All the previous data analysis types and techniques can be employed in a data-supported policy cycle model which typically consists of three stages: design, implementation, and evaluation.

2.1 Policy Design

The first stage of the policy cycle model is policy design (Fig. 6.2). The policy design stage is focused on highlighting a collective policy problem, identifying a set of goals and objectives in relation to it and defining policy strategies and actions to contribute to solving the problem. The essential steps of policy design are problem setting, policy formulation and scenario analysis.

Fig. 6.2
figure 2

Policy design cycle and data-related activities

Problem setting highlights the existence of a problem and legitimizes it as a collective problem to be faced. It consists of an analysis of the existing policy and how it deals with the problem. It also includes a reconstruction of the public debate, and the identification of the stakeholders and actors potentially involved. In the problem setting step, data can be useful to explore the effectiveness of past policies and to better know the current urban phenomena affecting the problem. The depiction of ongoing trends and the consequent definition of the problem can be supported by the collected data. An as-is representation aids understanding the problem at hand.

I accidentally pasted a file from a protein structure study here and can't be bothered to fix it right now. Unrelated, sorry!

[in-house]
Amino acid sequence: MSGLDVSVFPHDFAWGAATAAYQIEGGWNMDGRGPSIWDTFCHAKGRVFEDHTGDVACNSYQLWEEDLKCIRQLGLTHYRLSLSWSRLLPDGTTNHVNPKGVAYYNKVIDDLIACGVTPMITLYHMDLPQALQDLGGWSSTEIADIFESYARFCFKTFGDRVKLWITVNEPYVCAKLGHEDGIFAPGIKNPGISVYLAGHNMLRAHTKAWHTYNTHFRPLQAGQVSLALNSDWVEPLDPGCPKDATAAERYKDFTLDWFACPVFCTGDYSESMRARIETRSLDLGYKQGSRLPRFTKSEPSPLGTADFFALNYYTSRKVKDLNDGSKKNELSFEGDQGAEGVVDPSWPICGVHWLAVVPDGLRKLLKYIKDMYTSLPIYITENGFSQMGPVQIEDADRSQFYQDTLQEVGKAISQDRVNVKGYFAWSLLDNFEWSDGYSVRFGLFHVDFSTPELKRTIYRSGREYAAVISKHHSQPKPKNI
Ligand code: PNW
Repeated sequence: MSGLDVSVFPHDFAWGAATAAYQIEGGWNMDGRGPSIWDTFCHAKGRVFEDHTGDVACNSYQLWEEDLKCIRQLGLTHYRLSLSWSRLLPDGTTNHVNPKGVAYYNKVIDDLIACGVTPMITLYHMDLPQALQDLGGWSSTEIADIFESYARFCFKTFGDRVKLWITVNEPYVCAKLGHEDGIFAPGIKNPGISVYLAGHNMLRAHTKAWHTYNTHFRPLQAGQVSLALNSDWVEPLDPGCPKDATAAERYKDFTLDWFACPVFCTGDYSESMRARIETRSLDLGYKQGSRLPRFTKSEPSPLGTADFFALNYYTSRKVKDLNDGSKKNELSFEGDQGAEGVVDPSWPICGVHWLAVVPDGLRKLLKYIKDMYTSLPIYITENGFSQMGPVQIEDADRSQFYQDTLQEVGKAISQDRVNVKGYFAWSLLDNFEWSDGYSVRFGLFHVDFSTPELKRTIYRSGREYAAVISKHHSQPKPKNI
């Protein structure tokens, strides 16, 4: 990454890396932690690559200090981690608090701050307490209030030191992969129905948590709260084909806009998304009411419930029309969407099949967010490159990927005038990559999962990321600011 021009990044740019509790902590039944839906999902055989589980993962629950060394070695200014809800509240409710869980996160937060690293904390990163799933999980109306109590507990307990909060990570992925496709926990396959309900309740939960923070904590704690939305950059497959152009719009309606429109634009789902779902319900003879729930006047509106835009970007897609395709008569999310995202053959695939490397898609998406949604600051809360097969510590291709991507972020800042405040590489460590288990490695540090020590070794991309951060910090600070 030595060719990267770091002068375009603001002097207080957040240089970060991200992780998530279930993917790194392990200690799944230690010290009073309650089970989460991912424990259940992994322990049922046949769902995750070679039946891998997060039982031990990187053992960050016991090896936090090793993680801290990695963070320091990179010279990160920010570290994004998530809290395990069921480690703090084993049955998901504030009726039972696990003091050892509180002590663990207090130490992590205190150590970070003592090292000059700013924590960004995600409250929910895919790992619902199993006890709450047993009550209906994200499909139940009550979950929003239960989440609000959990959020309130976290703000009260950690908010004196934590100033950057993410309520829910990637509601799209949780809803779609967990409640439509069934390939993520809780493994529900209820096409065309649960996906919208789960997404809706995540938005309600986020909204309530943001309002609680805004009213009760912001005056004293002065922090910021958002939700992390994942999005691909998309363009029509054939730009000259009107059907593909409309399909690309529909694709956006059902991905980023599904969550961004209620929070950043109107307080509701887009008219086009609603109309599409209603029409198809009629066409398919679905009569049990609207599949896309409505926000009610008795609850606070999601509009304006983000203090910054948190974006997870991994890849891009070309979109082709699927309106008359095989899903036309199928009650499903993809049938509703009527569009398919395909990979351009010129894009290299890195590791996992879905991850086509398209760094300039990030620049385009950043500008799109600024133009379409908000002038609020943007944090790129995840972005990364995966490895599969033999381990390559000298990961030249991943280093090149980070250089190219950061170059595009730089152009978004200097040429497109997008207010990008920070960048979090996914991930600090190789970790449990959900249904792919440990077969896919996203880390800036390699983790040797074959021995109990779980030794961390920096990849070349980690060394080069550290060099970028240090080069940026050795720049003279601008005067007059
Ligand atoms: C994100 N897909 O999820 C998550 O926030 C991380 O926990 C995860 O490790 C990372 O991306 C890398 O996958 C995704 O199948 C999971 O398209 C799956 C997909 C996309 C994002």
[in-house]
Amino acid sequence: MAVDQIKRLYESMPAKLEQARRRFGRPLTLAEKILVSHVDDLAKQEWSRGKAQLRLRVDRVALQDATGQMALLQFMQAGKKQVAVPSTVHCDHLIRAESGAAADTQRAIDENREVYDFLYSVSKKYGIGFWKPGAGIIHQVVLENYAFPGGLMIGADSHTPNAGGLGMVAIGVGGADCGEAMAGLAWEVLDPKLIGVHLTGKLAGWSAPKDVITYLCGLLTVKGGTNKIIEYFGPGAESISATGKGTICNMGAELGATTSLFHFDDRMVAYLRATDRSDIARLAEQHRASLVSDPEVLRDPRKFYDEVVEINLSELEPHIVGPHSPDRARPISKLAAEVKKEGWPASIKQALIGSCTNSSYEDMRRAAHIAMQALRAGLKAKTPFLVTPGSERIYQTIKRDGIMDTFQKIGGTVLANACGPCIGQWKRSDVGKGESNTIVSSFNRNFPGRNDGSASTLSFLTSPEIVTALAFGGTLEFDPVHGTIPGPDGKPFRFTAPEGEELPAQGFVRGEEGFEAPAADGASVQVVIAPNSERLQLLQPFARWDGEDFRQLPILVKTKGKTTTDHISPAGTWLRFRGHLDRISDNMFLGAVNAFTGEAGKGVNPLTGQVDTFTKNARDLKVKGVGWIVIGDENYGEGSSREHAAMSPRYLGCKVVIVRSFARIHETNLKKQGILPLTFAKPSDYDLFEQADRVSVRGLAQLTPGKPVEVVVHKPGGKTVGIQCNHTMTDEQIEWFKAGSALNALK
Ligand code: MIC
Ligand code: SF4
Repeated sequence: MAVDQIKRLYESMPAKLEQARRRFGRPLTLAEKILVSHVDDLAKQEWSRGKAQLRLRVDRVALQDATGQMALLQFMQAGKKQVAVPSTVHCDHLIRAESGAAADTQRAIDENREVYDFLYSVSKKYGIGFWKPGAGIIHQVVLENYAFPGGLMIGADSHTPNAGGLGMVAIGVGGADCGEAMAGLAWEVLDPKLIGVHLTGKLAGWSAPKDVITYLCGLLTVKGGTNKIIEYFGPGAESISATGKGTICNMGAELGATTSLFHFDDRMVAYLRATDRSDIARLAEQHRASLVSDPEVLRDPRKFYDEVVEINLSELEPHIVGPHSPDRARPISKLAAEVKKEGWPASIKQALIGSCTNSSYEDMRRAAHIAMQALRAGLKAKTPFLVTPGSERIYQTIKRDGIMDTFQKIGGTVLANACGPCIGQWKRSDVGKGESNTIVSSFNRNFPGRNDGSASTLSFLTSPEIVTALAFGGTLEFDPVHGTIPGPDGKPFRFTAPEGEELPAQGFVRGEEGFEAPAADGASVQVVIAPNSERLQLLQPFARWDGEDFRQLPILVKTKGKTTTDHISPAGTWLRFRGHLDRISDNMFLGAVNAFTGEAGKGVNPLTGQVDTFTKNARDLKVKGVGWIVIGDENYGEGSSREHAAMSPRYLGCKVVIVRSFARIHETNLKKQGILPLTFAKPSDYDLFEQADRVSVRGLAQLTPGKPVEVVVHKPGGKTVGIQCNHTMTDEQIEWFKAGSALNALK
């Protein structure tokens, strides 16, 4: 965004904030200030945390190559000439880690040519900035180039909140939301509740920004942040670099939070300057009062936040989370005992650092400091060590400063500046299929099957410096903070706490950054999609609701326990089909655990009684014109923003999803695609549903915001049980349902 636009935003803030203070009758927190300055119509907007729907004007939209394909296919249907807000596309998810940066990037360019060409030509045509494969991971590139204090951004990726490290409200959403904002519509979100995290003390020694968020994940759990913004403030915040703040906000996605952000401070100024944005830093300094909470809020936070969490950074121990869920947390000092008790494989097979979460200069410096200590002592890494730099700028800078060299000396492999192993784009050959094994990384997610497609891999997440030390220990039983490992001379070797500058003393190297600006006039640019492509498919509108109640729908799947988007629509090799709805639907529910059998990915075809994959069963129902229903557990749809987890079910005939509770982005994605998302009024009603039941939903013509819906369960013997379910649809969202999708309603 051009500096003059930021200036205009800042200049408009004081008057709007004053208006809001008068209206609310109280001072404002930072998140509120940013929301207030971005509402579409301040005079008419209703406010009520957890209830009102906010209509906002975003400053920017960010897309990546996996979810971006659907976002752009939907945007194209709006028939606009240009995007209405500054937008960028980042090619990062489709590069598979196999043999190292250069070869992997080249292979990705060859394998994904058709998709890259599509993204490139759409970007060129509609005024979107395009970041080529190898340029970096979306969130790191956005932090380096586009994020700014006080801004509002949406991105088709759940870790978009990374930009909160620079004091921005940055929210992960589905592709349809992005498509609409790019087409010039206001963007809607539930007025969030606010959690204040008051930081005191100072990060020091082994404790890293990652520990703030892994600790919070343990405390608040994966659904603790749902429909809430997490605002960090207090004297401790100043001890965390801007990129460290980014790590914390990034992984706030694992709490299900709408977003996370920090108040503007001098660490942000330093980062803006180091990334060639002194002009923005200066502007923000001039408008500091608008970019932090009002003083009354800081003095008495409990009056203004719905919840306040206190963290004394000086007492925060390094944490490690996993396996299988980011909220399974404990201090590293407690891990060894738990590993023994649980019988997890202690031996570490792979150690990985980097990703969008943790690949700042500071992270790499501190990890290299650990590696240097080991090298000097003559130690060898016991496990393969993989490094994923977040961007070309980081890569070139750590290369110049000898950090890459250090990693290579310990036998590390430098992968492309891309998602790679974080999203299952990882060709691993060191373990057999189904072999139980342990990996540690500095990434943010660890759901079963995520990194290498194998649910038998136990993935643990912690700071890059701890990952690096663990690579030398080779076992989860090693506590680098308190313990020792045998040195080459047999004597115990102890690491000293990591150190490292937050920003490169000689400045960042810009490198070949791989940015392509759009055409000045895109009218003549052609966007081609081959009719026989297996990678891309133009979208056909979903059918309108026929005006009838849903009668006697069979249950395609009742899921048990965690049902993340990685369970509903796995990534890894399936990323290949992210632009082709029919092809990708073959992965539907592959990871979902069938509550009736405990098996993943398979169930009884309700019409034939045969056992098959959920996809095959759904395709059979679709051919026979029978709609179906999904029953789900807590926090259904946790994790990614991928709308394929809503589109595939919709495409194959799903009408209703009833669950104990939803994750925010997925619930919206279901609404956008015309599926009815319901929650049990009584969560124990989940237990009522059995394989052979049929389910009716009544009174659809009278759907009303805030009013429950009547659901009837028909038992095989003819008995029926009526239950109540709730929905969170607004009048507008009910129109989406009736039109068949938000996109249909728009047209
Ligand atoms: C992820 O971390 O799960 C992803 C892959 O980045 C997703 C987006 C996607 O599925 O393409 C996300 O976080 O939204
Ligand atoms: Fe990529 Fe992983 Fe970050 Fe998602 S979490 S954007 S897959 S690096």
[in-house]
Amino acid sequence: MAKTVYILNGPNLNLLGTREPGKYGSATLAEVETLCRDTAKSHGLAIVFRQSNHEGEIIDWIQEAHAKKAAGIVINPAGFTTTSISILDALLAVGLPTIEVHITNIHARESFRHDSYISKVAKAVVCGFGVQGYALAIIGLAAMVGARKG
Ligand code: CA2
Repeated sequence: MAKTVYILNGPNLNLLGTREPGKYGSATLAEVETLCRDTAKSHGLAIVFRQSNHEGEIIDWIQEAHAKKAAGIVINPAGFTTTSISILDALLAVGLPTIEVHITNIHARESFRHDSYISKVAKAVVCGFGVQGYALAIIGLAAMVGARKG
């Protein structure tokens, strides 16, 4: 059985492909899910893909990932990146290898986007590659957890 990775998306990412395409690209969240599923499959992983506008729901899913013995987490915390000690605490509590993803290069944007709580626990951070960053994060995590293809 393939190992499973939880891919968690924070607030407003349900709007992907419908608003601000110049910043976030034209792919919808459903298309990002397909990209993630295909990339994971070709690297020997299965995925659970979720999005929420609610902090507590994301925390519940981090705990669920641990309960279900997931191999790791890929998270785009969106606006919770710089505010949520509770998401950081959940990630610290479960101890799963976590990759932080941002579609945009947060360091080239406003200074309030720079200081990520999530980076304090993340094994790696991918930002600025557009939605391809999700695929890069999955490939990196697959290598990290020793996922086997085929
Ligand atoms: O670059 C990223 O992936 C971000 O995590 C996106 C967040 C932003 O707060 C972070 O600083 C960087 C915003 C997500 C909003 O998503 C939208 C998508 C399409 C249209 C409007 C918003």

In this step exploratory, descriptive, and diagnostic analysis methods can help to understand the data, describe the properties of the problem through the available data, and define the exact dimensions of the problem. Since the problem setting step is merely aimed at defining the policy problem and not at finding solutions, the predictive and prescriptive analysis methods are not suited for this step.

Several examples of how data can assist the assessment of a policy problem are given below.